Legs – they get us around town, inspire us to continue on the exhausting quest for the perfect pair of denim jeans, and are particularly useful when cutting shapes on the dance floor. For all the use we get out of our legs though, when it comes to working out, the lure to skip leg day completely is a force that tends to trump our own willpower. Perhaps it’s because we think walking around or cardio activities like cycling and running are enough, or maybe knowing the muscle groups and how to target them simply eludes us. Whatever your reasoning, the fact remains: you should never skip leg day.
When it comes to the legs and glutes, the health benefits of strength training can’t be underestimated. For the glutes especially, it goes far beyond simply having a peachy posterior. Strong glutes are essential when it comes to all manner of exercise and everyday movements; they not only assist with lower back health thanks to their role in pelvic, hip and trunk motions, but also evenly distribute load throughout your lower back and extremities while assisting with good posture.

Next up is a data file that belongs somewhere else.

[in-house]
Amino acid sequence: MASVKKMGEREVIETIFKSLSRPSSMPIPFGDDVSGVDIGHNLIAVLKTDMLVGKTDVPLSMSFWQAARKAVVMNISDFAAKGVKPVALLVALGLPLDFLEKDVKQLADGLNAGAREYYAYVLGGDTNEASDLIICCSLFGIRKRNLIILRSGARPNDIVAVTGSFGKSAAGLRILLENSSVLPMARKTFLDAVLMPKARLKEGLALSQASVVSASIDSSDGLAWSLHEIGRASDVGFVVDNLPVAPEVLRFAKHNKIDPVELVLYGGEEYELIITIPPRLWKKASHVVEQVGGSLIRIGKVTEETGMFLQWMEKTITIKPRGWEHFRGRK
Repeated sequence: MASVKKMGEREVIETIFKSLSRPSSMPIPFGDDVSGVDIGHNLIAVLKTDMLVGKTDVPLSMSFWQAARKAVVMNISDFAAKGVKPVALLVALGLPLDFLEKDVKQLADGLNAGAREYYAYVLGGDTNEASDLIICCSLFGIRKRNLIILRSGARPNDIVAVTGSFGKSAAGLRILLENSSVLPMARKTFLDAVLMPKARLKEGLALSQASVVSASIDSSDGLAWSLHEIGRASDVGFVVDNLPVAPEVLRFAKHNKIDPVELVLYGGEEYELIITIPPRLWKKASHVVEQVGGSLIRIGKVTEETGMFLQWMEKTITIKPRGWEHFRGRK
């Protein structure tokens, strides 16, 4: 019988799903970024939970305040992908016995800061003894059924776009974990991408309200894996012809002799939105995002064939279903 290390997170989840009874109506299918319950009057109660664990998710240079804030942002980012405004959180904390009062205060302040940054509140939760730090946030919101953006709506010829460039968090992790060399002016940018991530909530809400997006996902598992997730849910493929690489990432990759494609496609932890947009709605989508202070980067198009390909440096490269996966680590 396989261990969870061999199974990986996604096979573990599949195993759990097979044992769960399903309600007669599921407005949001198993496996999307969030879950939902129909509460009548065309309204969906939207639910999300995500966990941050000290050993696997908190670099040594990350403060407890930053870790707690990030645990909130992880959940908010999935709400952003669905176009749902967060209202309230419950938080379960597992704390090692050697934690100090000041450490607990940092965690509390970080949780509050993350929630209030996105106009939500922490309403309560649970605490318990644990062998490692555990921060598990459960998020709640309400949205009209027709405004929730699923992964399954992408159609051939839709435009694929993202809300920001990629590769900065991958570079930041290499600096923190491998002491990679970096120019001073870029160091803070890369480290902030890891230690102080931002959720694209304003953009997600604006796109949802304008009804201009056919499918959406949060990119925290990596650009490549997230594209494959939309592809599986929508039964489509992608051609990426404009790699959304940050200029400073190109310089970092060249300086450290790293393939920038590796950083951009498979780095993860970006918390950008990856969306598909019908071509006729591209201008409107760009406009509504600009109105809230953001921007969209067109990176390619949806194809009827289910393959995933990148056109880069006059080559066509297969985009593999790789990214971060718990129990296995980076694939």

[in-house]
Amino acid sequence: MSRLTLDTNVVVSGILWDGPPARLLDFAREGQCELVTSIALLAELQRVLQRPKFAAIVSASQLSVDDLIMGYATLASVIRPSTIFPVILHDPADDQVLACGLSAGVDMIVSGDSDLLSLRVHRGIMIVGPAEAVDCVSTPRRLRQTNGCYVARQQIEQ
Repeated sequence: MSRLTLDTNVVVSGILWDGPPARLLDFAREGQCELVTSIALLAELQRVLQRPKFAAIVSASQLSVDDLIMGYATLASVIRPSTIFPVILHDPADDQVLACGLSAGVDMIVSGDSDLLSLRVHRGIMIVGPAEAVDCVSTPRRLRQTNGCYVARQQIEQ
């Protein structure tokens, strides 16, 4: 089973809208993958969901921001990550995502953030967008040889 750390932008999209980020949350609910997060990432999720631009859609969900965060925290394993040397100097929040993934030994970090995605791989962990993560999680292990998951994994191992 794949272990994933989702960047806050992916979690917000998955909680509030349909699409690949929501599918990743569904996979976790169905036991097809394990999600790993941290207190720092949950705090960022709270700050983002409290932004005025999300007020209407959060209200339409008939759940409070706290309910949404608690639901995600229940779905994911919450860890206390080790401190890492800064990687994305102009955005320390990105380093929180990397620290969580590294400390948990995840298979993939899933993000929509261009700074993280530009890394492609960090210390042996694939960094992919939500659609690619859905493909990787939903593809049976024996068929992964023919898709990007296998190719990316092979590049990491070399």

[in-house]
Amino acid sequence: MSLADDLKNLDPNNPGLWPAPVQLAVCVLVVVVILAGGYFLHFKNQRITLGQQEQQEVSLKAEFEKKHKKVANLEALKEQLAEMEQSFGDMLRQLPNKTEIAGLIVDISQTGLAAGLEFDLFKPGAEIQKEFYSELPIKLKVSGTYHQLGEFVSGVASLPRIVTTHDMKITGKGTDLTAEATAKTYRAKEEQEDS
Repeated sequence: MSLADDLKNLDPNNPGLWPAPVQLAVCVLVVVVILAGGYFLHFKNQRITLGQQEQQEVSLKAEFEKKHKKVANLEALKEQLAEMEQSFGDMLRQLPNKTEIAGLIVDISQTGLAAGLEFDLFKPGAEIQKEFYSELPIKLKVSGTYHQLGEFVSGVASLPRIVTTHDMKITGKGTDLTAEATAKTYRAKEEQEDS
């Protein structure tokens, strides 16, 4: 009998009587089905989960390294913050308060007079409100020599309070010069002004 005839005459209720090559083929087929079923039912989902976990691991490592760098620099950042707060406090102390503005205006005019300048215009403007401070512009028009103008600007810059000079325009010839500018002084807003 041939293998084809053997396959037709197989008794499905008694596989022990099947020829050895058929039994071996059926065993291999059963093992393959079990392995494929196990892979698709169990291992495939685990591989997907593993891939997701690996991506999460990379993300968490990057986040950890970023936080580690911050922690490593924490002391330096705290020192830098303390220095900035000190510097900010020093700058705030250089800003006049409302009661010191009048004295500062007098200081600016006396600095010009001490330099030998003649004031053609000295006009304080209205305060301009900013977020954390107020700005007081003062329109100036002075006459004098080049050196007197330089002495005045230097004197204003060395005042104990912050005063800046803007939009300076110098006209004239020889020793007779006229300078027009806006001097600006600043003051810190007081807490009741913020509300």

Still, knowing just how to engage the legs and glutes when working out can be difficult. Add to that the fact that the fitness industry in 2021 is over-saturated with Instagram influencers sharing their workouts, to trainers shifting in-class gym workouts to Zoom links accessible to all, and it comes clear that navigating the fitness world with a discerning eye for the programs that are scientifically backed and those that simply look good on the ‘gram, can be tough. In an effort to steer you away from the fads and towards those proven methods that have knowledge at their core, we enlisted the services of trainer extraordinaire Jānis Blūms.
If you’re tapped into fitness, it’s likely you’re familiar with Jānis and his passion for health. As a former junior Australian high jump champion, Sydney AFL captain and fire fighter with Fire & Rescue NSW, even just reading his resume is exhausting – is there anything Jānis can’t do? That health and fitness run in his DNA is clear, but rather than rest on his laurels (or genetic makeup), Jānis has sought to understand human psychology so as to better serve his clients. And it certainly shines through in his practice: he doesn’t just inspire, he empowers men and women of all walks of life to view their body with appreciation and respect, and take ownership of their health and fitness.